As expected, the more competitions I do, the less nervous I get. Perhaps I’m just getting a big older as well but at the end of the day, social dance competitions are not that really such a big deal. It’s fun to dance and do it in front of people but placing or winning is not why I go to those events. While it’s great to win and get recognition from your peers, I must always write that I have no aspiration to be a globe-trotting dance instructor, nor am I anywhere near that level anyways but that’s besides the point.

What I have been finding more though is that it’s hard to stay calm when people I know are competing or performing themselves! I get all shaky and start biting my nails (nasty habit I know) and can’t help but yell whenever I see them pull something off that I know they have been working on. I don’t even need to be there in person either to get nervous – for example, when I watched the Boston Tea Party videos from this year. I was pretty much yelling at my computer like a madman the entire time in joyous celebration. At Starbucks.

– Randy

Judging Criteria – “Spirit”?

At TUX (the best small but big lindy hop event in Toronto, amiright), there were two competitions – a newcomer jack and jill and an open jack and jill. I was honored to be asked to judge the open jack and jill though I have a sneaking suspicion that I was only asked to keep me from drunkenly smashing into other dancers during the competition (the first step is admittance). One of the judging criteria for both competitions was “spirit” or the essence of lindy hop. The question of the day during my bus ride home – given all things are equal from a competitor skill level point of view, how does one even judge “spirit”?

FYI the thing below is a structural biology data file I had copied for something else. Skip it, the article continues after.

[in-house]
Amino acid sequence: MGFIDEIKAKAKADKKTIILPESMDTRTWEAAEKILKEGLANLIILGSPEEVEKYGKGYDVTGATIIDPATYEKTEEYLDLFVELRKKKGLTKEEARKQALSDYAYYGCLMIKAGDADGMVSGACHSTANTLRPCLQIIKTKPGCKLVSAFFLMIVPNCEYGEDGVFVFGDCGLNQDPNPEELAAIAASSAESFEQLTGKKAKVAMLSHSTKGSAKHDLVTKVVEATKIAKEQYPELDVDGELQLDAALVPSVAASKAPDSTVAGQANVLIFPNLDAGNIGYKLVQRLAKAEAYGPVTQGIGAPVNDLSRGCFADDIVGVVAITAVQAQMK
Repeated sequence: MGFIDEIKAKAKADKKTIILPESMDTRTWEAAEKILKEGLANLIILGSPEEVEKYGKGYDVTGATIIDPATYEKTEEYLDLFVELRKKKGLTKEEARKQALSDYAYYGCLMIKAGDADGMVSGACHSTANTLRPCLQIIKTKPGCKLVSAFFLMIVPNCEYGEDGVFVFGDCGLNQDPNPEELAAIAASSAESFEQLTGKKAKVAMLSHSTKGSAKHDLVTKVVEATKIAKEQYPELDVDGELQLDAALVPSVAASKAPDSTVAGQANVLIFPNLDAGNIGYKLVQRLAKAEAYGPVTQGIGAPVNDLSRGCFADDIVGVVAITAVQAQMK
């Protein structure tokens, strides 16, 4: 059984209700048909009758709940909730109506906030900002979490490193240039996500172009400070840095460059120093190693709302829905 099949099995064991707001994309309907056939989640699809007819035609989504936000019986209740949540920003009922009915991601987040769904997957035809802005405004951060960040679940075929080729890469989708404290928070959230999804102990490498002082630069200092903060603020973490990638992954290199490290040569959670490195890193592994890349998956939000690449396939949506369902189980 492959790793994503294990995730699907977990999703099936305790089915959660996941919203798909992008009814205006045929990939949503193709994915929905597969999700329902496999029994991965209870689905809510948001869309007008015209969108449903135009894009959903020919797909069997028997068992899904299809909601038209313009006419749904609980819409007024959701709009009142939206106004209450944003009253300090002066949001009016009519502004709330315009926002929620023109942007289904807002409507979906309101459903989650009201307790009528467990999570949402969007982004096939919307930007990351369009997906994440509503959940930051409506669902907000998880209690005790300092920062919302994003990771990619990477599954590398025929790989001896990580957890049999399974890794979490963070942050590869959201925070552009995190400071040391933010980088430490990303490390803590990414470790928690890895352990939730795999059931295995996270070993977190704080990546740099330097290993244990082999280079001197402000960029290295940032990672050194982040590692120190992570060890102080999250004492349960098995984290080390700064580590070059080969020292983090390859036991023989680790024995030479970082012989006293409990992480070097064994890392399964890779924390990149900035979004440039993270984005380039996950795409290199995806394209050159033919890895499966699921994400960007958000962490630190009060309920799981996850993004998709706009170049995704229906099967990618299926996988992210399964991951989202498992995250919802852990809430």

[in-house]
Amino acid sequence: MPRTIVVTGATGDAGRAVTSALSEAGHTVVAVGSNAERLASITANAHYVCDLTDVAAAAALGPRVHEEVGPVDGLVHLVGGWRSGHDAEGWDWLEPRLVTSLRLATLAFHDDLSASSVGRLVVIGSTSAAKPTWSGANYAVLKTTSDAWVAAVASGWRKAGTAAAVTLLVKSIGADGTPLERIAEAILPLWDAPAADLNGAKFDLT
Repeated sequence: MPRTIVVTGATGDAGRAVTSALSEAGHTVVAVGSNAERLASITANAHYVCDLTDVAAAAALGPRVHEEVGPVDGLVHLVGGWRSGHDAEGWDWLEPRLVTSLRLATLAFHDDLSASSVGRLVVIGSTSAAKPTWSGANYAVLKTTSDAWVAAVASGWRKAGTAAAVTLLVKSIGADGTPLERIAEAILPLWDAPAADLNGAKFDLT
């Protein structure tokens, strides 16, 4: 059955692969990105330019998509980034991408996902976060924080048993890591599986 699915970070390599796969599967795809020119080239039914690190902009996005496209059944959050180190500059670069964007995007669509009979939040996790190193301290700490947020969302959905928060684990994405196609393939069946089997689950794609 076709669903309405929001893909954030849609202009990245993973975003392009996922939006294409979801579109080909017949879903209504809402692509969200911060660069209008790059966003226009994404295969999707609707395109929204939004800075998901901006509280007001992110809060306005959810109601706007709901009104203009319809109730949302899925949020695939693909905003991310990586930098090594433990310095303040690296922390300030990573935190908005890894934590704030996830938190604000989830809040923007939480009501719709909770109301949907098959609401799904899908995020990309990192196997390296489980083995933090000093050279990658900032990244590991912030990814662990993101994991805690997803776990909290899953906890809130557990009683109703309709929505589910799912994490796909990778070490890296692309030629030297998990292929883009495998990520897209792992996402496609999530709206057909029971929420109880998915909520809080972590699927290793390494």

Is it like this?

But obviously not everyone is going to be as awesome as the Harlem Hotshots…

Dancing From A Place of Truth

A phrase that was being thrown around Followlogie this weekend was “dancing from a place of truth”. While I personally do not understand it myself one-hundred percent in the context of the lindy hop world, the way I right now is to always gain inspiration from other dancer’s movements but be proud of your own.

“Dancing from a place of truth” was being thrown around so much this weekend that I was beginning to wonder what had prompted such change within the dance instructor community. My thoughts – as dance instructors and organizers of lindy hop scenes around the world get older and more mature, there is also a parallel gradual increase of … existentialism (?) undertone in their teachings. I mean, who doesn’t want to spread their beliefs to as many people as possible. I feel that dancing in our community (and sometimes communities) is becoming more of a sense of being and purpose rather than just an activity we do for fun and social reasons. This definitely describes majority of people that I know nowadays and applies to me even more so that I can describe here in words. I’ve always admired dancers who display such confidence and surety in their dance such as Frankie Martinez and my new personal hero Alain Wong from Cats Corner. I don’t quite have it yet in me to dance to my ability when the world is *actually* watching, but I’m making strides towards it.

The above picture is by Bertograph.ca from Montreal, a super great photographer who constantly wows me with the sheer amount of quality pictures he posts up from events. And yes, that is my angry dance face ;)